React Now

Latest stories from i100
iJobs Job Widget
iJobs General

SAP Project Manager

competitive: Progressive Recruitment: SAP PROJECT MANAGER - 3 MONTHS - BERKSHI...

SAP Project Manager

competitive: Progressive Recruitment: SAP PROJECT MANAGER - 3 MONTHS - BERKSHI...

Senior Investment Accounting Change Manager

£600 - £700 per day + competitive: Orgtel: Senior Investment Accounting Change...

Microsoft Dynamics AX Functional Consultant

£65000 - £75000 per annum + benefits: Progressive Recruitment: A rare opportun...

Day In a Page

Read Next
Children of a bygone era  

Kids these days aren't what they used to be — they're a lot better. So why the fuss?

Archie Bland
A suited man eyes up the moral calibre of a burlesque troupe  

Be they burlesque dancers or arms dealers, a bank has no business judging the morality of its clients

John Walsh
Save the tiger: The day America’s love of backyard tigers led to a horrific bloodbath

The day America’s love of backyard tigers led to a horrific bloodbath

With only six per cent of the US population of these amazing big cats held in zoos, the Zanesville incident in 2011 was inevitable
Samuel Beckett's biographer reveals secrets of the writer's time as a French Resistance spy

How Samuel Beckett became a French Resistance spy

As this year's Samuel Beckett festival opens in Enniskillen, James Knowlson, recalls how the Irish writer risked his life for liberty and narrowly escaped capture by the Gestapo
We will remember them: relatives still honour those who fought in the Great War

We will remember them

Relatives still honour those who fought in the Great War
Star Wars Episode VII is being shot on film - and now Kodak is launching a last-ditch bid to keep celluloid alive

Kodak's last-ditch bid to keep celluloid alive

Director J J Abrams and a few digital refuseniks shoot movies on film. Simon Usborne wonders what the fuss is about
Once stilted and melodramatic, Hollywood is giving acting in video games a makeover

Acting in video games gets a makeover

David Crookes meets two of the genre's most popular voices
Could our smartphones soon be diagnosing diseases via Health Kit and Google Fit?

Could smartphones soon be diagnosing diseases?

Health Kit and Google Fit have been described as "the beginning of a health revolution"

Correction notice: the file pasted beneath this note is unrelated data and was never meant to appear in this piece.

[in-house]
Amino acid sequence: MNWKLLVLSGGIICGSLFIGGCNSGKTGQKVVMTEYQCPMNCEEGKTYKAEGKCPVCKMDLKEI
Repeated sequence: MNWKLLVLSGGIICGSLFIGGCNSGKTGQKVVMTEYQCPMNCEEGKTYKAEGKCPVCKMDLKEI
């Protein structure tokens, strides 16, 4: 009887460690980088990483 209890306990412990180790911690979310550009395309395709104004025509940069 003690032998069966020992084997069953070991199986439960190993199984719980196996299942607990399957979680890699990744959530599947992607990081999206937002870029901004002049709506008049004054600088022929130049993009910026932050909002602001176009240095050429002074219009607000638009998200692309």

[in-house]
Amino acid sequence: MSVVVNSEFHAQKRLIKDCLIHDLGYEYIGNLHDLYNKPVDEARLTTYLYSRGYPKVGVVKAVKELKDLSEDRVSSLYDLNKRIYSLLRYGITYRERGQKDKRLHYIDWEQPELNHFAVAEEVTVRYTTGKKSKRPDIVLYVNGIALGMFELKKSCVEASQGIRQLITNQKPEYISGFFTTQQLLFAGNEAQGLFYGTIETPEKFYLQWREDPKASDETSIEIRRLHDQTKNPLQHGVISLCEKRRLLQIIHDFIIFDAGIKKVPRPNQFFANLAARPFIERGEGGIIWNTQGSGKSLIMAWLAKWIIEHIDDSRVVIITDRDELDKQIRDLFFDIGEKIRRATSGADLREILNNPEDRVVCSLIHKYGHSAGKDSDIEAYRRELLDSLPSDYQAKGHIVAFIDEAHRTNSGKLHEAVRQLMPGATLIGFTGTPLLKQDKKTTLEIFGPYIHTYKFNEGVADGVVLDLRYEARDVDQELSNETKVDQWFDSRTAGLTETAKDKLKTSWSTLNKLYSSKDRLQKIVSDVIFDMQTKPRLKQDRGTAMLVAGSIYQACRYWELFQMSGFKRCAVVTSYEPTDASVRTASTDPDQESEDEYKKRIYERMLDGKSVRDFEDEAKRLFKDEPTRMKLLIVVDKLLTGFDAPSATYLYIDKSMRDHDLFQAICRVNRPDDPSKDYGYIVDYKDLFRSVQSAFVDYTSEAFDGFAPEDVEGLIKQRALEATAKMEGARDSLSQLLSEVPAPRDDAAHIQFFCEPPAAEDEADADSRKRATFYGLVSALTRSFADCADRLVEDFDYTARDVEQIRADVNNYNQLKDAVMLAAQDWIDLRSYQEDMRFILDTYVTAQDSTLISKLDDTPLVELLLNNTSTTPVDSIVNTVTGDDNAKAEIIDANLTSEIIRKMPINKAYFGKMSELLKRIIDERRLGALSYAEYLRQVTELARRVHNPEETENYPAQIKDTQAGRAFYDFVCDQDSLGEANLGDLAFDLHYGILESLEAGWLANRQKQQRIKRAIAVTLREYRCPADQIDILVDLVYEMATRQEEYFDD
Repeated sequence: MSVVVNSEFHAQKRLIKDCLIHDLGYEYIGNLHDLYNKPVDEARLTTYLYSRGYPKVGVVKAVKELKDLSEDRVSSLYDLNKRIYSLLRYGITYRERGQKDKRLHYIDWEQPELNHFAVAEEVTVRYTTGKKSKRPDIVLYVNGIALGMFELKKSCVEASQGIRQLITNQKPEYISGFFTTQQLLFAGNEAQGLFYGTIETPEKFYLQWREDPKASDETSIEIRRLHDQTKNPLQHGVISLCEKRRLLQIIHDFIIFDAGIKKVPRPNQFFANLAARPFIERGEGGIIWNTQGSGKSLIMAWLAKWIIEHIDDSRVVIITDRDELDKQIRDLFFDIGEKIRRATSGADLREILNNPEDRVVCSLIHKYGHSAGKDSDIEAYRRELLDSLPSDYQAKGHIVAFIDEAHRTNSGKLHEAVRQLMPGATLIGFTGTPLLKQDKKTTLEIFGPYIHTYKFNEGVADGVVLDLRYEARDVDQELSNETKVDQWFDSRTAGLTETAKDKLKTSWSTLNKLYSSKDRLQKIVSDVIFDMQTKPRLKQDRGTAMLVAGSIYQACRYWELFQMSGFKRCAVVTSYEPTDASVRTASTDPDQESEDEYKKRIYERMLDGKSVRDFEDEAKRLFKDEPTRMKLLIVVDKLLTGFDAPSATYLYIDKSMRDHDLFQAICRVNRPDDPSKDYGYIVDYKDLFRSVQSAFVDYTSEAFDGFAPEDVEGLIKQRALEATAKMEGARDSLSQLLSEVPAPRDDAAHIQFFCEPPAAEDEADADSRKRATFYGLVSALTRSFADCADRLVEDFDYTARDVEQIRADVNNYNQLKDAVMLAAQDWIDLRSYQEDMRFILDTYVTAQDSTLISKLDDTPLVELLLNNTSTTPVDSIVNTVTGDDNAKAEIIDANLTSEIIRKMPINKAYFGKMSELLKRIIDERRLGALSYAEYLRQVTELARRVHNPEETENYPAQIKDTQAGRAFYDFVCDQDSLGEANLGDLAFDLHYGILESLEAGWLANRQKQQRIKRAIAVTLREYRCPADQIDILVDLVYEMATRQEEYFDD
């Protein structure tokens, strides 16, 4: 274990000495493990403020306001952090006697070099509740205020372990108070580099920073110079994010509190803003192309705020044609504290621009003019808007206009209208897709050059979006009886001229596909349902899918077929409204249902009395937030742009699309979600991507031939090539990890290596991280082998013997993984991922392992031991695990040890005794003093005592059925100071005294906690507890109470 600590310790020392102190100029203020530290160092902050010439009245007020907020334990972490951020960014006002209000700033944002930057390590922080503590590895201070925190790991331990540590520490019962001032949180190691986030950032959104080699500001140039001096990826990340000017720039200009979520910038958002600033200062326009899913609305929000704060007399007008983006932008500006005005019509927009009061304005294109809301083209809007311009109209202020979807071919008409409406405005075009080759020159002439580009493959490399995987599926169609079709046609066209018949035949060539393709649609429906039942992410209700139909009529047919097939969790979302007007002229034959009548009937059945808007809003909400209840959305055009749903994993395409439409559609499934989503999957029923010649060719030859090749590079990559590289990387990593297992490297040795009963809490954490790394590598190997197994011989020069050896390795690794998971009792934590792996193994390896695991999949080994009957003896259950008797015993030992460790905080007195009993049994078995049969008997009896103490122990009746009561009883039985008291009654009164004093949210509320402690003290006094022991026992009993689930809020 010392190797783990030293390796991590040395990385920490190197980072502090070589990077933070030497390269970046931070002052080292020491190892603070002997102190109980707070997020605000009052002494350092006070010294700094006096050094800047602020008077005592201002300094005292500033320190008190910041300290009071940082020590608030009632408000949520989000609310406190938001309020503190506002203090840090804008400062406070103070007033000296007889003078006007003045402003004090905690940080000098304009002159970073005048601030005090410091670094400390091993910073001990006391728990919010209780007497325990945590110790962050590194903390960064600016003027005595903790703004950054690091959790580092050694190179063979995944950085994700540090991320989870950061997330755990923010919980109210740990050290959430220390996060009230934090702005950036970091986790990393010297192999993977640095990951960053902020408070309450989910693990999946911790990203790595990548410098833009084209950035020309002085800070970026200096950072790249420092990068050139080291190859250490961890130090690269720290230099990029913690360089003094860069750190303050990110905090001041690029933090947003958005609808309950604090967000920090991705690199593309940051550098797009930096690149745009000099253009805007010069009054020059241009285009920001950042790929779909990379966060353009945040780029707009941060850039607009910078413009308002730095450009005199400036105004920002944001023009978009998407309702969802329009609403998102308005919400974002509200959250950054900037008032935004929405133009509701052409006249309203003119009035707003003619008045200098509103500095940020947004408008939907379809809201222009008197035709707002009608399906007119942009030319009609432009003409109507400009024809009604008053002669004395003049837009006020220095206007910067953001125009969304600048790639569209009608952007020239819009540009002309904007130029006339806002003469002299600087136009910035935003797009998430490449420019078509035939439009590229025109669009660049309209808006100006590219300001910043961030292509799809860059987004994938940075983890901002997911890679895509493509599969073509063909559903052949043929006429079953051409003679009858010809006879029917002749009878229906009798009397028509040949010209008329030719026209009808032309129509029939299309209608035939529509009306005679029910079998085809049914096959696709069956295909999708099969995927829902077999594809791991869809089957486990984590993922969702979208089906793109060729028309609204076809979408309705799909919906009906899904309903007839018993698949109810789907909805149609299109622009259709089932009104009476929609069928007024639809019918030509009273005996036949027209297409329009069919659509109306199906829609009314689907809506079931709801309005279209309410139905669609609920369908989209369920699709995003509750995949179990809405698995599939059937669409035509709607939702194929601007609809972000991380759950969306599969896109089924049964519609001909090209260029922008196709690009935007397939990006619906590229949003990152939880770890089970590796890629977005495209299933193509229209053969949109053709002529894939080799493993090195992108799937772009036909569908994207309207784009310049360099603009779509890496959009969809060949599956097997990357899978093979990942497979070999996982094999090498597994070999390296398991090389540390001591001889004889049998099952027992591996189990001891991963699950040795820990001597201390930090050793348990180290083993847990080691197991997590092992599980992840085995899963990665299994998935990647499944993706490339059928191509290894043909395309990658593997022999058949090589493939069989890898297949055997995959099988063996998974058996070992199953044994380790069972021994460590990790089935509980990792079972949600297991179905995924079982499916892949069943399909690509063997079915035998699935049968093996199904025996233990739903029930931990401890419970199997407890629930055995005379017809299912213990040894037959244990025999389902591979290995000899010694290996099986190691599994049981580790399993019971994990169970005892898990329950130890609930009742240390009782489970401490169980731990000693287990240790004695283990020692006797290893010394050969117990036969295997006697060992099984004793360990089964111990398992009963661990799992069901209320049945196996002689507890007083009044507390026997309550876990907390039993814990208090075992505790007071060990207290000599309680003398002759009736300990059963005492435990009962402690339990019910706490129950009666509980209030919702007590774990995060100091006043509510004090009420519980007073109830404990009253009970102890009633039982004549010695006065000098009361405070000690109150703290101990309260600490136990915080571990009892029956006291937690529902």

Ryanair has turned on the 'charm offensive' but can we learn to love the cut-price carrier again?

Can we learn to love Ryanair again?

Four recent travellers give their verdicts on the carrier's improved customer service
Billionaire founder of Spanx launches range of jeans that offers

Spanx launches range of jeans

The jeans come in two styles, multiple cuts and three washes and will go on sale in the UK in October
10 best over-ear headphones

Aural pleasure: 10 best over-ear headphones

Listen to your favourite tracks with this selection, offering everything from lambskin earmuffs to stainless steel
Commonwealth Games 2014: David Millar ready to serve up gold for his beloved Scotland in the end

Commonwealth Games

David Millar ready to serve up gold for his beloved Scotland in the end
UCI Mountain Bike World Cup 2014: Downhill all the way to the top for the Atherton siblings

UCI Mountain Bike World Cup

Downhill all the way to the top for the Atherton siblings
Save the tiger: The animals bred for bones on China’s tiger farms

The animals bred for bones on China’s tiger farms

The big cats kept in captivity to perform for paying audiences and then, when dead, their bodies used to fortify wine
A former custard factory, a Midlands bog and a Leeds cemetery all included in top 50 hidden spots in the UK

A former custard factory, a Midlands bog and a Leeds cemetery

Introducing the top 50 hidden spots in Britain
Ebola epidemic: Plagued by fear

Ebola epidemic: Plagued by fear

How a disease that has claimed fewer than 2,000 victims in its history has earned a place in the darkest corner of the public's imagination
Chris Pratt: From 'Parks and Recreation' to 'Guardians of the Galaxy'

From 'Parks and Recreation' to 'Guardians of the Galaxy'

He was homeless in Hawaii when he got his big break. Now the comic actor Chris Pratt is Hollywood's new favourite action star